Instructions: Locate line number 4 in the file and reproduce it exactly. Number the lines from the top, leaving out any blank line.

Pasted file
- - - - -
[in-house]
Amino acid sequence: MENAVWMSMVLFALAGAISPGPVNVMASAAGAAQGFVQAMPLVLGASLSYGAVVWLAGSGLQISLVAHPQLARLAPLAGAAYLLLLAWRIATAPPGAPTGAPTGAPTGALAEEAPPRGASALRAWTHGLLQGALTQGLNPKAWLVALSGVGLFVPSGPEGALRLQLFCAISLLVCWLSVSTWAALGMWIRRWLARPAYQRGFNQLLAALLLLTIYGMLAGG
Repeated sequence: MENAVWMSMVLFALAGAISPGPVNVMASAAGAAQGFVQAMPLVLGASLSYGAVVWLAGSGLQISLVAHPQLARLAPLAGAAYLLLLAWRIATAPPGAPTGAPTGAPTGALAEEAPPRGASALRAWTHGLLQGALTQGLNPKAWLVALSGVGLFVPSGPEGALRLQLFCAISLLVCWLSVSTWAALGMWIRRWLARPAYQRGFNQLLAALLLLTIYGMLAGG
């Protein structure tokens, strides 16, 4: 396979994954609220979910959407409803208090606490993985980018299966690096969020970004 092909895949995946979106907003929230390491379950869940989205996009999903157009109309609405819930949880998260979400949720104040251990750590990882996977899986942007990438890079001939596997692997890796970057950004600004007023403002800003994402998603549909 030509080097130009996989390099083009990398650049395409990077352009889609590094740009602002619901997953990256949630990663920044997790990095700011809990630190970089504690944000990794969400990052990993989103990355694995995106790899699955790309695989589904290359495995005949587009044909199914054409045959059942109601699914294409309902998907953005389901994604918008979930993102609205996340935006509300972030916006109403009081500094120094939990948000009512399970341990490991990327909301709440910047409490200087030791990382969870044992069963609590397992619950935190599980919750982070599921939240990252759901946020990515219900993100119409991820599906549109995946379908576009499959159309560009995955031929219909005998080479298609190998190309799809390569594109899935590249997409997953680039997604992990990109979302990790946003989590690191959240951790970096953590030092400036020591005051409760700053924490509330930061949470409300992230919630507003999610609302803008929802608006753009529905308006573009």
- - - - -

């Protein structure tokens, strides 16, 4: 396979994954609220979910959407409803208090606490993985980018299966690096969020970004 092909895949995946979106907003929230390491379950869940989205996009999903157009109309609405819930949880998260979400949720104040251990750590990882996977899986942007990438890079001939596997692997890796970057950004600004007023403002800003994402998603549909 030509080097130009996989390099083009990398650049395409990077352009889609590094740009602002619901997953990256949630990663920044997790990095700011809990630190970089504690944000990794969400990052990993989103990355694995995106790899699955790309695989589904290359495995005949587009044909199914054409045959059942109601699914294409309902998907953005389901994604918008979930993102609205996340935006509300972030916006109403009081500094120094939990948000009512399970341990490991990327909301709440910047409490200087030791990382969870044992069963609590397992619950935190599980919750982070599921939240990252759901946020990515219900993100119409991820599906549109995946379908576009499959159309560009995955031929219909005998080479298609190998190309799809390569594109899935590249997409997953680039997604992990990109979302990790946003989590690191959240951790970096953590030092400036020591005051409760700053924490509330930061949470409300992230919630507003999610609302803008929802608006753009529905308006573009």